Amway Korea (CEO Park Sae-joon), the largest multi-level marketing company, received correctional orders from the Fair Trade Commission (FTC) for flaunting the regulations set for multi-level marketing companies. However, the FTC has also been criticized for handing out a too-light punishment.
According to the FTC on July 29, Amway forced its salespersons who resell Amway products to not sell products cheaper than a stated purchase price. If any salesperson violated this order, they were temporarily disqualified from conducting any sales activities. Disqualified salespersons are not eligible for support allowances, usually paid depending on each person's sales performance and that of their subordinate salespersons. Disqualified salespersons can no longer recruit subordinates, either.
This is a clear violation of the Monopoly Regulation and Fair Trade Act (Section 21). Amway salespersons are not employees of the multi-level marketing company, but are considered to be independent retail distributors. Accordingly, salespersons can legally dispose of products they buy from the company via any method, including price discounts. This possibly helps consumers buy daily necessities at lower prices.
The FTC gave Amway corrective orders to stop the price fixing activities and delete the relevant clause from their sales guidelines. The FTC said, “Amway deprived consumers of the opportunity to purchase products at low prices by controlling the sales price.”
Allowances Less than Top 10 Average
The incomes of Amway salespersons are already quite low. According to an investigation by the FTC, the average annual income of salespersons in the top ten multi-level sales companies in Korea is only 1.08 million won, or US$1,045.
But salespeople in Amway, the number one sales company in the industry, received on average only 770,000 won (US$745) per year, less than the average of the other top ten companies. Furthermore, the top 1 percent of Amway sales employees earned 56 million won (US$54,150) per year each on average, whereas the other 99 percent earned only 470,000 won (US$455) yearly.
A source in the industry said, “Due to the limit of the pyramidal multi-level sales method, income differences between top sellers and non-top sellers are inevitable. Top sellers take the majority of all allowances.”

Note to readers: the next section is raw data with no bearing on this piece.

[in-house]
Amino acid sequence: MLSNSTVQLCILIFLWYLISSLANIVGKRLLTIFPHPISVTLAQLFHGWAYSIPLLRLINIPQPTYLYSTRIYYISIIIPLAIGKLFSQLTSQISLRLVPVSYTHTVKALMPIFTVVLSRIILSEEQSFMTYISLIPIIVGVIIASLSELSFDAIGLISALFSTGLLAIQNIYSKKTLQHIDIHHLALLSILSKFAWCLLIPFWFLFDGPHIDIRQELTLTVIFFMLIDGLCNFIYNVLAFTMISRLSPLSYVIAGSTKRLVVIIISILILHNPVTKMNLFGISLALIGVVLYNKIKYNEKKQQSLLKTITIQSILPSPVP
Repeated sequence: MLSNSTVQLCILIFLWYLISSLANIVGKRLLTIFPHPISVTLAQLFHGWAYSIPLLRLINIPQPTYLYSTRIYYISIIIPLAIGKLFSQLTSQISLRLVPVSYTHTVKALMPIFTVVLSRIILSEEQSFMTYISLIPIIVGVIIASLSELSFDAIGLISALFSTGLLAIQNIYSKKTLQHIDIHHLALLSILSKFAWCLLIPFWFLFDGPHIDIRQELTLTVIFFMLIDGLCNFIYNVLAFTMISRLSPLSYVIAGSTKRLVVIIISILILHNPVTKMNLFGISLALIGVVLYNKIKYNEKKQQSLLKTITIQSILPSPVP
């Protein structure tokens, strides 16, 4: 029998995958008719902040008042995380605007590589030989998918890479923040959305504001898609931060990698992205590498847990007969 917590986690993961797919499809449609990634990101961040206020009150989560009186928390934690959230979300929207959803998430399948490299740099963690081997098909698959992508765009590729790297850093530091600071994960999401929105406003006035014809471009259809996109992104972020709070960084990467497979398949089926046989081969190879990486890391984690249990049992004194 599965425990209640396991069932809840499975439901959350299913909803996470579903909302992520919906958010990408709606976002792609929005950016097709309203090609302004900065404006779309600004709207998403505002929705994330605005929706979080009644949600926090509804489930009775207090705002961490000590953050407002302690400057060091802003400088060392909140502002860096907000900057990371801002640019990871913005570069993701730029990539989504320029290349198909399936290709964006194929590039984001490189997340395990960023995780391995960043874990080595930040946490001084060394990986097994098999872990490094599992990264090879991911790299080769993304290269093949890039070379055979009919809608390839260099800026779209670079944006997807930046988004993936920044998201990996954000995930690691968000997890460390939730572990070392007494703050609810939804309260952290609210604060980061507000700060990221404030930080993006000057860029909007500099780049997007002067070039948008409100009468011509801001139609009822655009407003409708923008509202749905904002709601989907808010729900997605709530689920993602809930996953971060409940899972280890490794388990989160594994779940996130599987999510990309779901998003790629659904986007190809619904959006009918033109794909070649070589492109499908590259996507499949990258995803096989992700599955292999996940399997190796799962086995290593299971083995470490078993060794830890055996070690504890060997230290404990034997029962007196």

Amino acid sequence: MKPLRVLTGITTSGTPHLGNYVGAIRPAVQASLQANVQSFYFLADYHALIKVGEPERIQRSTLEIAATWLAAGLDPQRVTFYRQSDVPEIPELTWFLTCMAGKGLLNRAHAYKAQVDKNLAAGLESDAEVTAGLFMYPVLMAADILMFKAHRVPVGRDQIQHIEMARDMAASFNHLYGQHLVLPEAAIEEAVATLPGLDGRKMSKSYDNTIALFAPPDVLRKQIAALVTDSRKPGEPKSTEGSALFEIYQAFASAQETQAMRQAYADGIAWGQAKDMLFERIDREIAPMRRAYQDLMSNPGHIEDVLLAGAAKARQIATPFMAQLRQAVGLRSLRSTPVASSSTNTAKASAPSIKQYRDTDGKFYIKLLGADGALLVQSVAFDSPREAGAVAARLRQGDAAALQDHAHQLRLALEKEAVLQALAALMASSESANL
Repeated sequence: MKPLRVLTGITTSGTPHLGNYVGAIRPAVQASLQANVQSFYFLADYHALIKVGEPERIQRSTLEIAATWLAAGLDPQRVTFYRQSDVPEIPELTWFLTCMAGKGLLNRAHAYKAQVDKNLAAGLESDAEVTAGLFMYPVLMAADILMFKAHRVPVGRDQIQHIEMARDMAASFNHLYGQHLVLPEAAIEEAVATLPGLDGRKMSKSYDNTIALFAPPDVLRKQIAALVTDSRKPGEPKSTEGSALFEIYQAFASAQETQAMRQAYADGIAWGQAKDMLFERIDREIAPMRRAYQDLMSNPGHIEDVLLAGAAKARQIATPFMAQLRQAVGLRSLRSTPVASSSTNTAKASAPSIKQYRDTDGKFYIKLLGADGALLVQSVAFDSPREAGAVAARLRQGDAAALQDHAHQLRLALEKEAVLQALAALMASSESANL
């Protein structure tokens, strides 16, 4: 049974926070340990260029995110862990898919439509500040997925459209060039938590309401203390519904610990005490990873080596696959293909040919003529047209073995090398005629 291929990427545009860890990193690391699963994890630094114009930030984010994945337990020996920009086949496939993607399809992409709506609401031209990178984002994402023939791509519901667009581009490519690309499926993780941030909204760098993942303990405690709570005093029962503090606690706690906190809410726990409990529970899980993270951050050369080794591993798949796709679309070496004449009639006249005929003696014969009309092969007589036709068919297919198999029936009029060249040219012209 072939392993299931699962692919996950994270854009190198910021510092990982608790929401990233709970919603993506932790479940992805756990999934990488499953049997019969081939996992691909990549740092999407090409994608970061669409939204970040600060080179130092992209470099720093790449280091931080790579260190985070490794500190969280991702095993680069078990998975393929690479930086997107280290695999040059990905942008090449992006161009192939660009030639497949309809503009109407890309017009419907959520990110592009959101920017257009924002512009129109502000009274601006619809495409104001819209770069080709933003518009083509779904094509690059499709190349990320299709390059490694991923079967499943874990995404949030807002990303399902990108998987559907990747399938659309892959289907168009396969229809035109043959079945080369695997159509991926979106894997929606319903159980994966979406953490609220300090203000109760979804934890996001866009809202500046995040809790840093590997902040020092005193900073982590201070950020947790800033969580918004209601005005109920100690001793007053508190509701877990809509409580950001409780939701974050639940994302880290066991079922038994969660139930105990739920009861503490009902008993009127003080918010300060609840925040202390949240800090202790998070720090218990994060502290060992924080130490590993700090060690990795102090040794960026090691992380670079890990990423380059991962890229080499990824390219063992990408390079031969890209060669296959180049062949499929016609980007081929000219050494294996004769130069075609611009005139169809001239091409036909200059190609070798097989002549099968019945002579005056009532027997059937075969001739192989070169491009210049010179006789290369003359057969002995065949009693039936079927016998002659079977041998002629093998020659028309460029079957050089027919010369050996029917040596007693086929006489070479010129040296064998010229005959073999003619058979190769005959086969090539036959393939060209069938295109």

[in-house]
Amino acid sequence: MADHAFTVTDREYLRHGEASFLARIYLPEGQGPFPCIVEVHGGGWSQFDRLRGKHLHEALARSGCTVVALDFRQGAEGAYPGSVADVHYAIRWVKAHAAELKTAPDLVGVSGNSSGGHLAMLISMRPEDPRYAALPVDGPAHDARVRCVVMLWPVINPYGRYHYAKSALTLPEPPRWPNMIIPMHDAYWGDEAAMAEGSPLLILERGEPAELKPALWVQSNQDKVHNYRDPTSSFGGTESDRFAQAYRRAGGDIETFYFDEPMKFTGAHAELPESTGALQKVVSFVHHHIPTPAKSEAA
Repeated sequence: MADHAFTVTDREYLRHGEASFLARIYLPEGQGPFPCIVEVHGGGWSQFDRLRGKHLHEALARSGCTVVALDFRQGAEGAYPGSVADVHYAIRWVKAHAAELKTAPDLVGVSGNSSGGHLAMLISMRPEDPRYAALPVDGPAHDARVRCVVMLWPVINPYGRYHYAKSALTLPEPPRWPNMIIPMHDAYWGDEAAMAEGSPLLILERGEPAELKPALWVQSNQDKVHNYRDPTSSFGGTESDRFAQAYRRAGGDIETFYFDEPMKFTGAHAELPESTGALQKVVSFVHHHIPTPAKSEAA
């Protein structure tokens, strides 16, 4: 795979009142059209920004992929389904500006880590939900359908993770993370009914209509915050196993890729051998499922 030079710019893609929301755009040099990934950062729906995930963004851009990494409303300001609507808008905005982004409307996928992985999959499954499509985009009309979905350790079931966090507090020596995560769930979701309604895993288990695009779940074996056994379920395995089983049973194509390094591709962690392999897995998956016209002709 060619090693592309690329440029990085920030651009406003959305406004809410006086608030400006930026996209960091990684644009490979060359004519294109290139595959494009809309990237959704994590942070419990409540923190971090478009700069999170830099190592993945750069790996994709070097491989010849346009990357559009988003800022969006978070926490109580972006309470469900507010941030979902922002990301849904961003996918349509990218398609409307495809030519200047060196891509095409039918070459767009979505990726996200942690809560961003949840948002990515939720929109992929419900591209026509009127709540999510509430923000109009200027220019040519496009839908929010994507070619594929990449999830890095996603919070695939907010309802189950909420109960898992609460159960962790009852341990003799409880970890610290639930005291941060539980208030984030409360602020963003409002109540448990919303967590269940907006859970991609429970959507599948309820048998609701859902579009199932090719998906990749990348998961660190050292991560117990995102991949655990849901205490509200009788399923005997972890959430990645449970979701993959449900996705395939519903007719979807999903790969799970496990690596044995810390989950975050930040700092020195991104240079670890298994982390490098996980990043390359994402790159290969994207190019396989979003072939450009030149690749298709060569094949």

Amway also got penalized for enlisting 103 teachers and public officials in its ranks. According to the relevant laws, national, local, and educational officials cannot join multi-level sales organizations, since they could force civil petitioners or parents to buy products using their social status.
Slap on the Wrist
Despite its actions, blame is falling on the FTC now. There is controversy over the measures taken against Amway.
Based on its web site, Amway officially started to control sales prices from September 2008. They were only caught in October 2012, even though the FTC investigates multi-level marketing companies every year. It took another two years for the FTC to impose corrective orders. The commission commented on this by saying, “It took quite long for us to impose corrective orders. We have limited human resources, and internal policies and procedures to conduct complete investigations every year.”
The punishment for Amway is also considered to be just a slap on the wrist. Other than the FTC’s command to delete the relevant clause, there were no additional punitive measures, even fines. Regardless, the FTC said, “This case will ring an alarm for other companies.”
Most MLM Heads from FTC
On the contrary, nine out of eleven CEOs of Mutual Aid Cooperative and Consumer (Mac & Co), to which Amway has belonged since 2002, and its sister organization MLM Union, are from the FTC. The current CEO of Mac & Co is a former high-level executive of the FTC.
The fact that heads of multi-level marketing companies, which the FTC needs to closely control and supervise, are former FTC executives shows that the FTC is not fulfilling its responsibility to take care of and protect sales employees and consumers. Furthermore, this could lead to the collapse of multi-level sales industry regulation.